Hewlett-Packard has said for months that it'll be a staunch supporter of Ultrabooks. And the company delivered the proof on May 9 when it unveiled a wave of new enterprise-focused Ultrabooks. Led by the EliteBook Folio 9470m, HP's new line of business Ultrabooks could very well play an integral role in the success or failure of the company's enterprise-focused computing line. To say that Ultrabooks are very important to HP would be an understatement.
But HP isn't alone. Ultrabooks are increasing in popularity, and more and more vendors are deciding to offer them. The computers are a bit on the expensive side; HP's new Spectre Pro Ultrabook, for example, costs $1,049. But it delivers the kind of mobility that had heretofore not been available in the Windows notebook market. Thanks to Intel, Ultrabooks are now a real challenger in the computing space.
But that doesn't mean they'll succeed. There are several major issues that could potentially stymie Ultrabook growth in the computing space and send the product category to the junk bin.
Read on to find out the issues that are standing in the way of Ultrabook success now and in the future.
1. We can't forget about tablets
Although Ultrabooks might be considered a different category to some folks, they're still competing against tablets. Customers who want to be able to achieve certain computing goals while on the go are deciding between a lightweight notebook like an Ultrabook and the iPad. The fact that Ultrabooks are competing against the iPad is a major challenge to the success of the slimmer, lighter form factors from HP and other makers.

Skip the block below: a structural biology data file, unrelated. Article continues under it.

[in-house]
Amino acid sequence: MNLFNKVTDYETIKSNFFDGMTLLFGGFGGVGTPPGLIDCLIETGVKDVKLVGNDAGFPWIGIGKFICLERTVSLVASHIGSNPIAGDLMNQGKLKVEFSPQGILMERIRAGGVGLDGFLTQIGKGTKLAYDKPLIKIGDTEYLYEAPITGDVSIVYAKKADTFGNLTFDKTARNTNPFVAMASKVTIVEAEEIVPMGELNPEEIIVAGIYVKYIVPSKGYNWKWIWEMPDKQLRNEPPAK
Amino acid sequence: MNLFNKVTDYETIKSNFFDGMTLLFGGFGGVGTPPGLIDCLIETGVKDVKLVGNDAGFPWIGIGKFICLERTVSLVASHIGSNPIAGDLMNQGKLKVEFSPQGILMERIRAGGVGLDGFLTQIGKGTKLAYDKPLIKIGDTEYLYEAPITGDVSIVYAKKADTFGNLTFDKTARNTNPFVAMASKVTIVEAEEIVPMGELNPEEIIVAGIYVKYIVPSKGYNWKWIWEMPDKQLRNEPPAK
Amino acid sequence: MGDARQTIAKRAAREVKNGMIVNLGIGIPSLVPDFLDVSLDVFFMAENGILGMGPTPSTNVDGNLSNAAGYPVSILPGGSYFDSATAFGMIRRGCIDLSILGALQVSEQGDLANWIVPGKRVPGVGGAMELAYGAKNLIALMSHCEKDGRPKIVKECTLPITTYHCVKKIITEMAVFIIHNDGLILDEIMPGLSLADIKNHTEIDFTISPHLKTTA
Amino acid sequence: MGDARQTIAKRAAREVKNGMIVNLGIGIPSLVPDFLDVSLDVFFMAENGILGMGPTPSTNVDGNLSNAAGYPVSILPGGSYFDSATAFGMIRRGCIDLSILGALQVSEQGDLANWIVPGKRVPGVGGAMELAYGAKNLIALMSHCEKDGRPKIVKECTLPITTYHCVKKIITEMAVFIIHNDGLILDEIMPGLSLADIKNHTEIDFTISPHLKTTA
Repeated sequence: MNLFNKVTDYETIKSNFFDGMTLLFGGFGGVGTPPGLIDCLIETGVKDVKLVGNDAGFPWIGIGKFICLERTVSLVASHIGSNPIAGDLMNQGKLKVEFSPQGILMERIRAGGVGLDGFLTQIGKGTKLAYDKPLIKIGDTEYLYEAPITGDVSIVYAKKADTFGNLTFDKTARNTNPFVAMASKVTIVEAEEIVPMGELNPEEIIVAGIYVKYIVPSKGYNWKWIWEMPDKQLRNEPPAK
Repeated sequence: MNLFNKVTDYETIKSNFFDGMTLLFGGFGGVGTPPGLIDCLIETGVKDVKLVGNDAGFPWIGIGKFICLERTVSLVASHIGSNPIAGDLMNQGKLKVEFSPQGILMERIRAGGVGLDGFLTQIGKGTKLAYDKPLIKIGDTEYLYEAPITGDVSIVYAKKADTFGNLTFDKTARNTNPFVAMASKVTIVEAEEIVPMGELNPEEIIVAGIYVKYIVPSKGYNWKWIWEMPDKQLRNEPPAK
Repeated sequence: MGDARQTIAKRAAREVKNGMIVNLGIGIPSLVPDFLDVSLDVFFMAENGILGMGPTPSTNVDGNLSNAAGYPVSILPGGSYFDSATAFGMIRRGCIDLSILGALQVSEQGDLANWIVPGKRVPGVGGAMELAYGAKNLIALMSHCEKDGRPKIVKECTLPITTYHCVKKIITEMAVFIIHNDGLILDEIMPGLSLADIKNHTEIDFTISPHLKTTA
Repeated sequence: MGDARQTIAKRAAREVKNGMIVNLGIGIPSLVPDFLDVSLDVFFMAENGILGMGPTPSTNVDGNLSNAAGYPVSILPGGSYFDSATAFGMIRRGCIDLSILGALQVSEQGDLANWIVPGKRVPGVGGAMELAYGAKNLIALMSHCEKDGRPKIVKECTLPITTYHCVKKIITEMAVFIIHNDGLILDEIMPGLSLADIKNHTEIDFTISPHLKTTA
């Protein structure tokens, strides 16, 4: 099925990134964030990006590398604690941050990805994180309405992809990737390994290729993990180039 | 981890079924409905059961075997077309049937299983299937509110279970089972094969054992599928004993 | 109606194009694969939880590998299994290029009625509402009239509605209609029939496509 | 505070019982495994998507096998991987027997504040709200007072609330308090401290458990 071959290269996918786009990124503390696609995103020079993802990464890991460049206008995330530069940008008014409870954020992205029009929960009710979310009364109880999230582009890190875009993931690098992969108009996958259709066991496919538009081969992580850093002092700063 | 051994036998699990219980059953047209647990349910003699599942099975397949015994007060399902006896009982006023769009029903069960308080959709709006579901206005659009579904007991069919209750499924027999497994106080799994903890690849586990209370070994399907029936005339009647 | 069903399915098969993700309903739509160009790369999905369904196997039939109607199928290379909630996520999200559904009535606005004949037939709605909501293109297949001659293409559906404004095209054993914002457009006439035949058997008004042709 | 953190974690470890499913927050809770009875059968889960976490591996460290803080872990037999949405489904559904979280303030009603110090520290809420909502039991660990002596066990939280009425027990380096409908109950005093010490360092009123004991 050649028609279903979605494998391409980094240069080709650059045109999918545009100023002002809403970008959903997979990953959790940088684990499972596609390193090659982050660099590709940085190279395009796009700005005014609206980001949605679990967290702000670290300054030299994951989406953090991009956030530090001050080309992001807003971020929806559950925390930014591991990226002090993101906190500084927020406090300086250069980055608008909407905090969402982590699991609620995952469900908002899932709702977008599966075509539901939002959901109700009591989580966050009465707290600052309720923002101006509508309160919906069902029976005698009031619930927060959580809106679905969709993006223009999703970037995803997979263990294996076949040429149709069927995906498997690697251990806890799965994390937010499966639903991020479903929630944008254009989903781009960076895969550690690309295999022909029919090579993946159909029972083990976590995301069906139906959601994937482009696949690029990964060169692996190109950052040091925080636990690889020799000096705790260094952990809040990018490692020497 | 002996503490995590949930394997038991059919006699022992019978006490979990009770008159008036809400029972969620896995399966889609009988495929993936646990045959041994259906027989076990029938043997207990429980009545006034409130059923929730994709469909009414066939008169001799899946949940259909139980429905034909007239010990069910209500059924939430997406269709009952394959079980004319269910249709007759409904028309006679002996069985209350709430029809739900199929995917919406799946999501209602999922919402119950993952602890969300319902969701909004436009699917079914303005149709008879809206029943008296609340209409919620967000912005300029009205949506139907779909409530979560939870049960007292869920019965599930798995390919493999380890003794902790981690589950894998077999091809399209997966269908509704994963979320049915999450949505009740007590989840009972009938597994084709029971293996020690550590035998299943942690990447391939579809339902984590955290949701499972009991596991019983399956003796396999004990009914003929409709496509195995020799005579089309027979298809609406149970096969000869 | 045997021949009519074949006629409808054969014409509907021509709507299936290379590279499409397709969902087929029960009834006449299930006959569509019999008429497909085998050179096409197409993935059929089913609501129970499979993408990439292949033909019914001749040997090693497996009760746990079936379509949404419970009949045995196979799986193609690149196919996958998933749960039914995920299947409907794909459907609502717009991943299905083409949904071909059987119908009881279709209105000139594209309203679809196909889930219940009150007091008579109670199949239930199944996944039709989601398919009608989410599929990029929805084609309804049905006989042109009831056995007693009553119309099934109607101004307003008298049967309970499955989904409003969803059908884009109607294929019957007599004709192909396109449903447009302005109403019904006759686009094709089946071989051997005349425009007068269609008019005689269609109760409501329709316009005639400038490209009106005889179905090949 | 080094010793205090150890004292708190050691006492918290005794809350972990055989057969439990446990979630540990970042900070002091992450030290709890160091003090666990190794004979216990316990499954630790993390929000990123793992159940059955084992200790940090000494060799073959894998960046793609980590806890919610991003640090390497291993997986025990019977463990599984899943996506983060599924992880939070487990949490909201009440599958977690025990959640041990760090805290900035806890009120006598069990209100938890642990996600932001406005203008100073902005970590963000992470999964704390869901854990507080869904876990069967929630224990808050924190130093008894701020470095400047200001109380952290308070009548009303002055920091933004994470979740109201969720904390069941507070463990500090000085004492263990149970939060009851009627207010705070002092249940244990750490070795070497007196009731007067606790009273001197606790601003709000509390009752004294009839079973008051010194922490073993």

As noted, Ultrabooks are rather expensive compared with other PC forms. In fact, if one wants to buy one of the older models, they'll still need to drop about $700 to $900. The newer Ultrabooks on store shelves are now setting customers back as much as $1,300. Considering nice, nearly as thin notebooks are retailing for half that, Ultrabooks might have a problem selling customers on their price.
3. Intel's control
Intel created the Ultrabook spec, which means it's playing a role in every one of the computers that are hitting store shelves. To some vendors, that's not a problem. But to others that are used to simply acquiring a chip from Intel and moving on, it is. Look for Intel's relationship with vendors to play a crucial role in the success or failure of Ultrabooks.
4. How will Windows 8 fare?
Although Ultrabooks are available now and running Windows 7, the Ultrabook makers are waiting for the introduction of Windows 8. If Windows 8 becomes a success, it will make it much easier to sell Ultrabooks. But if the operating system fails, all kinds of trouble could ensue. Expect Windows 8 to be a key component in the success or failure of Ultrabooks.
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